The Role of Primary Health Care in the Prevention of Noncommunicable Diseases

Indah S Widyahening(1*)

(1) Department of Community Medicine; Faculty of Medicine; Universitas Indonesia; Indonesia
(*) Corresponding Author


Noncommunicable diseases (NCDs) currently cause more deaths than all other causes combined.  Cardiovascular diseases, cancer, chronic respiratory diseases and diabetes are the four major NCDs that are responsible for 82% of NCD deaths. Approximately 42% of all NCD deaths globally occurred before the age of 70 years; 48% of NCD deaths in the low- and middle-income countries and 28% in high-income countries were in individuals aged under 70 years.(1) 

Because of its chronic nature and the complications that arisen, NCDs bring devastating social, economic and public health impact.  The management of its various long-term complications accompanied by the typical existence of multimorbidity will give rise to an increased complexity of care in the future. Aging, improved medical therapies, demographic transition, life-style changes, globalization and urbanization are factors that are contributing to the increased prevalence, severity and complexity of NCDs.........

Full Text:



1. World Health Organization. Global status report of noncommunicable diseases 2014. Geneva, Switzerland: World Health Organization. 2014.

2. World Health Organization. Global action plan for the prevention and control of noncommunicable diseases 2013-2020. Geneva: World Health Organization. 2013.

3. World Health Organization. Global status report on noncommunicable diseases 2010. Geneva: World Health Organization; 2011.

4. Starfield B. Is primary care essential?. Lancet. 1994;344(8930):1129-33.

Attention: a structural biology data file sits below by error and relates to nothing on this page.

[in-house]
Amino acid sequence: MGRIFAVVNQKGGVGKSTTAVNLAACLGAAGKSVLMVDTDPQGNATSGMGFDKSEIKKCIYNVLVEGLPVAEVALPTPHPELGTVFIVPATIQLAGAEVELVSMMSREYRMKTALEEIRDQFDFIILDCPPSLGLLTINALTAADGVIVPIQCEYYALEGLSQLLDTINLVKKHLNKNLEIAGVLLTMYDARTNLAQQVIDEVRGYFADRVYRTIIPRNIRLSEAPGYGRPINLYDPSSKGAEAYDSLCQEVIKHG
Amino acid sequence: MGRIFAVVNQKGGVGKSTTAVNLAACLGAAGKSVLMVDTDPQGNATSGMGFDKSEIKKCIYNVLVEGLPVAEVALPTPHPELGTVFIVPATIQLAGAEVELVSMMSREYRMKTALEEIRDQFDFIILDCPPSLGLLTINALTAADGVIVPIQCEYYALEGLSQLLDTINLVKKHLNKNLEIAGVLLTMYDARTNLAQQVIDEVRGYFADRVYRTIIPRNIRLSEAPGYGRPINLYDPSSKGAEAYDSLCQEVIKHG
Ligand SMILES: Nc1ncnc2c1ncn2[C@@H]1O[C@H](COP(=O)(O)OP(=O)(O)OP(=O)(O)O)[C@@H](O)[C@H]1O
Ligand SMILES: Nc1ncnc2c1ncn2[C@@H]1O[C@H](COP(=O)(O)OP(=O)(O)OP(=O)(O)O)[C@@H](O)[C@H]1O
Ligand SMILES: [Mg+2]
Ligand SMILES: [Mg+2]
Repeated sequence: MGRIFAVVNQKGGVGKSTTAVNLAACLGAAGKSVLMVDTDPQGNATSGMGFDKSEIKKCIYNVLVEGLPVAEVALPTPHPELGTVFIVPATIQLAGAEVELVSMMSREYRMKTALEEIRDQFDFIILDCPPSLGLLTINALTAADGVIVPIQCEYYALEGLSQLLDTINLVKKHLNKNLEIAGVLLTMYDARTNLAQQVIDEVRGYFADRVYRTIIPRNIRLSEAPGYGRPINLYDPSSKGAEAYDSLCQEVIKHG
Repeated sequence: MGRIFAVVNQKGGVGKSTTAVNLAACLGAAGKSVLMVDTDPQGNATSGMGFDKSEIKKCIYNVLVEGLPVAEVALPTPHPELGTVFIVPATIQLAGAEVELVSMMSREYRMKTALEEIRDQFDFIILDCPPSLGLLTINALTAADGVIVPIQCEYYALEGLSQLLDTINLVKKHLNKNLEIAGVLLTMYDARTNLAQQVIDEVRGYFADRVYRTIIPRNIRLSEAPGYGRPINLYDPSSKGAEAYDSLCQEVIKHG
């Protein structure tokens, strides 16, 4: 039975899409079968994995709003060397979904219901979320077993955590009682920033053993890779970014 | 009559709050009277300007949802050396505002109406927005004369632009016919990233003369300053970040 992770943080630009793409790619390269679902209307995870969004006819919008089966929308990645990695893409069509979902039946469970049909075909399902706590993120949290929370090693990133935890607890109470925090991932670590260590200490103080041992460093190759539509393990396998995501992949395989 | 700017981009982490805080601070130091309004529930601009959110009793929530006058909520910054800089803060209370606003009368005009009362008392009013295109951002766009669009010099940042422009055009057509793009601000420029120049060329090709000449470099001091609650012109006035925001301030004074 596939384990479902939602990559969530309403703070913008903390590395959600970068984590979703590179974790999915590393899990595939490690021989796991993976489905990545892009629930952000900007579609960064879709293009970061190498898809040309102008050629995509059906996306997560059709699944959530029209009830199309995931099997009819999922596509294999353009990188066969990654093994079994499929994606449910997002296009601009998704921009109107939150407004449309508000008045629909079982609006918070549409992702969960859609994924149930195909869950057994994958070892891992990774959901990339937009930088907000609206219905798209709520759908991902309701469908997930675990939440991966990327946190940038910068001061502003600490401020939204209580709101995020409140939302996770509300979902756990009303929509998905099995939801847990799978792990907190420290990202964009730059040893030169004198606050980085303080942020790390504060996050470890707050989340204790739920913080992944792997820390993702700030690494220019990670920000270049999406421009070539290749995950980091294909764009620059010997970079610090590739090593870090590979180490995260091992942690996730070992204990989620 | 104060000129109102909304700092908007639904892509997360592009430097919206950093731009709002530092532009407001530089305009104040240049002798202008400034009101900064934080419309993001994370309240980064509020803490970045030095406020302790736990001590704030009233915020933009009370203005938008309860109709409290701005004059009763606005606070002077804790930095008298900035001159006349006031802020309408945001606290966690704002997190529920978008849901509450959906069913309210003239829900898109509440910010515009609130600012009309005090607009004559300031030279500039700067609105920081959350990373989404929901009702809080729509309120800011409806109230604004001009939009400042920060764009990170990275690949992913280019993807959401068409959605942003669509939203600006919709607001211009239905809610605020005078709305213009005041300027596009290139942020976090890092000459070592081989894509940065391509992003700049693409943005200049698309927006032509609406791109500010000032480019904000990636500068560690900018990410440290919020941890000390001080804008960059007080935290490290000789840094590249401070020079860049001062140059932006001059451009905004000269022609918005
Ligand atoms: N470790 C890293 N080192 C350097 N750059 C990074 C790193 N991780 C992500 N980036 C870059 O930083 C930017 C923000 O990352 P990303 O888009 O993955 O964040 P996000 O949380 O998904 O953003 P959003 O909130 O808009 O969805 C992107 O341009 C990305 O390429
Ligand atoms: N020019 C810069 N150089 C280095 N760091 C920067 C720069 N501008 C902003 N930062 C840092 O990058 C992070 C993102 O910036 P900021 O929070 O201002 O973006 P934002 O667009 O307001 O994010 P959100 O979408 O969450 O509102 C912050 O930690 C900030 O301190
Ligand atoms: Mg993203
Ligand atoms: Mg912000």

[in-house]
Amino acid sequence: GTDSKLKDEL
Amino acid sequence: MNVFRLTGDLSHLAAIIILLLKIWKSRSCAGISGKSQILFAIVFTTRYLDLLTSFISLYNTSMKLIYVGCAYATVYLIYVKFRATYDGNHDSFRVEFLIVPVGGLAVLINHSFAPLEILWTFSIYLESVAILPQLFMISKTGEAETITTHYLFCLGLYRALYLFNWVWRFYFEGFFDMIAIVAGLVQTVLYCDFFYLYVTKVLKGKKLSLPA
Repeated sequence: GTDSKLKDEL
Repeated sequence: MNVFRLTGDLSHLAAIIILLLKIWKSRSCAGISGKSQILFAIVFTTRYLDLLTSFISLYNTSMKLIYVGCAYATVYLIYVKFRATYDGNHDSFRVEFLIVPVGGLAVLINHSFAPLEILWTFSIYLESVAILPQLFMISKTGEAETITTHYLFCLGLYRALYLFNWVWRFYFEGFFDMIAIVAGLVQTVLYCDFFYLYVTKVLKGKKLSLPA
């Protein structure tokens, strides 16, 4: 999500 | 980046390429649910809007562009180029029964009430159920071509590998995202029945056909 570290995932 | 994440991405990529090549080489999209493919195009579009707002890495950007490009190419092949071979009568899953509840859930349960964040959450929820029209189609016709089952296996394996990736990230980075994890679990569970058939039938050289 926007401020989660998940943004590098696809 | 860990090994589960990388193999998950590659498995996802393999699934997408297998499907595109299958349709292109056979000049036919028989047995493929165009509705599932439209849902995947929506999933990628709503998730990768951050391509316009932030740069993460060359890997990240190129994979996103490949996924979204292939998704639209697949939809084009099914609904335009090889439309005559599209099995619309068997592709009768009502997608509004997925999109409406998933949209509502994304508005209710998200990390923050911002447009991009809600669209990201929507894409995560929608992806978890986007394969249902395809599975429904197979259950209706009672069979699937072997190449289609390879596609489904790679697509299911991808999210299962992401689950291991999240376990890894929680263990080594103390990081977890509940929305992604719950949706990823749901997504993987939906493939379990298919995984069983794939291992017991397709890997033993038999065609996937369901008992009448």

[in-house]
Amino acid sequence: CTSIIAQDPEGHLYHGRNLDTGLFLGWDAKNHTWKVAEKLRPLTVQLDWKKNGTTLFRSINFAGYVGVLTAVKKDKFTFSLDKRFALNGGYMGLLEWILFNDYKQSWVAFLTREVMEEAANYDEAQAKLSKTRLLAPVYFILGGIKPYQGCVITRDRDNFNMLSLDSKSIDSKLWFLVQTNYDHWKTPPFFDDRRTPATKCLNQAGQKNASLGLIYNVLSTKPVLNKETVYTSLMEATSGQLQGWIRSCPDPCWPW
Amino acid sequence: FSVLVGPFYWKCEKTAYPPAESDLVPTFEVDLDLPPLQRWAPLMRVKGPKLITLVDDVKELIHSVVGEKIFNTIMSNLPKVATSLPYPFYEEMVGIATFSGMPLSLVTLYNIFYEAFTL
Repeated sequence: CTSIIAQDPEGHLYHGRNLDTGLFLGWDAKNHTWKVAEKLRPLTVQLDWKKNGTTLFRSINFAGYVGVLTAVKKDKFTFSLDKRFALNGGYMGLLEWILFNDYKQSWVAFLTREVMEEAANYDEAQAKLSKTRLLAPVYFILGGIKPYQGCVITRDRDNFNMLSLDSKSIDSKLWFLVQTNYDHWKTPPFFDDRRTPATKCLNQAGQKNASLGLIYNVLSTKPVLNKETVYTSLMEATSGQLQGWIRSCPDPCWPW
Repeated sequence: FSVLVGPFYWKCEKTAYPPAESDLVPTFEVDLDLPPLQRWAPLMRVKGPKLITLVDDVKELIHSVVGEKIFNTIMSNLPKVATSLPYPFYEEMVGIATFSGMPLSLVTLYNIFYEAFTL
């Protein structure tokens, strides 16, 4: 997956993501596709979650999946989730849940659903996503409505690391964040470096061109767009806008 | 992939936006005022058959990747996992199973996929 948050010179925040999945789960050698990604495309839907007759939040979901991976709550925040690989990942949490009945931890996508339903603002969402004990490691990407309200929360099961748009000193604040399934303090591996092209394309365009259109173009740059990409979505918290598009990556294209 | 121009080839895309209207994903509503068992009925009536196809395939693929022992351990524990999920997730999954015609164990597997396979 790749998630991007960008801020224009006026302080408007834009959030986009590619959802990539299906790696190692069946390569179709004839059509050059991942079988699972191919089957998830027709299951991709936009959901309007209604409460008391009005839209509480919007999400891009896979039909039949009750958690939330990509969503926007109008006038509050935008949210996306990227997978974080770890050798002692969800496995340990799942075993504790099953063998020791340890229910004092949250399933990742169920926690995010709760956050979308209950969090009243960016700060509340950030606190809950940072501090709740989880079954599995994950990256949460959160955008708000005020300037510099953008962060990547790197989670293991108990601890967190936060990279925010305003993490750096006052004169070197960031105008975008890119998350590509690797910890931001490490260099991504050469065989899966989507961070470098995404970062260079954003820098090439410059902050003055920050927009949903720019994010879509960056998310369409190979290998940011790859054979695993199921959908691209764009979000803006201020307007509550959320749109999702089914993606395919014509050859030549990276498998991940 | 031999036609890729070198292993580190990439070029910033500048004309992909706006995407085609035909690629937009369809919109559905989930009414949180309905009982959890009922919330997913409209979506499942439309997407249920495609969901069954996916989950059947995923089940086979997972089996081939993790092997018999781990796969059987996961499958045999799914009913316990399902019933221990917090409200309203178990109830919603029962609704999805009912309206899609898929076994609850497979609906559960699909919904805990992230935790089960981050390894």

5. Beaglehole R, Epping-Jordan J, Patel V, Chopra M, Ebrahim S, Kidd M, et al. Improving the prevention and management of chronic disease in low-income and middle-income countries: A priority for primary health care. Lancet. 2008;372:940–9.

6. Shi L. The impact of primary care: A focused review. Scientifica. 2012;2012(432892):1-22.

7. Oandasan IF, Archibald D, Authier L, Lawrence K, McEwen LA, Mackay MP, et al. Future practice of comprehensive care; Practice intentions of exiting family medicine residents in Canada. Canadian Family Physician. 2018;64(7):520-8.

8. Walker SP, Wachs TD, Gardner JM, Lozoff B, Wasserman GA, Pollitt E, et al. Child development: Risk factors for adverse outcomes in developing countries. Lancet. 2007;369:145-57.

9. World Health Organization. Diet, nutrition and the prevention of chronic diseases: Report of a joint WHO/FAO expert consultation. Geneva: World Health Organization; 2002.

10. National Association of Chronis Disease Directors. Comprehensive and integrated chronic disease prevention: Action planning handbook for states and communities. Atlanta, Georgia: National Association of Chronis Disease Directors. 2005.

11. Grover A, Joshi A. An overview of chronic disease models: A systematic literature review. Global Journal of Health Science. 2015;7(2):210-27.

12. American Diabetes Association. Strategies for improving care. Diabetes Care. 2015;38(Suppl. 1):S5–S7.

13. Bodenheimer T, Wagner E, Grumbach K. Improving primary care for patients with chronic illness: the chronic care model, part 2. JAMA. 2002;288:1909–14.

14. Barceló A, Epping-Jordan J, Orduñez P, Luciani S, Agurto I, Tasca R. Innovative care for chronic conditions: Organizing and delivering high quality care for chronic noncommunicable diseases in the americas. Washington DC: Pan American Health Organization; 2013.

15. World Health Organization. Innovative care for chronic conditions: building blocks for action: global report. Geneva: World Health Organization. 2002.


Article Metrics

Abstract views : 1828 | views : 1739


  • There are currently no refbacks.

Copyright (c) 2019 Indah S Widyahening

Creative Commons License
This work is licensed under a Creative Commons Attribution-ShareAlike 4.0 International License.

View My Stats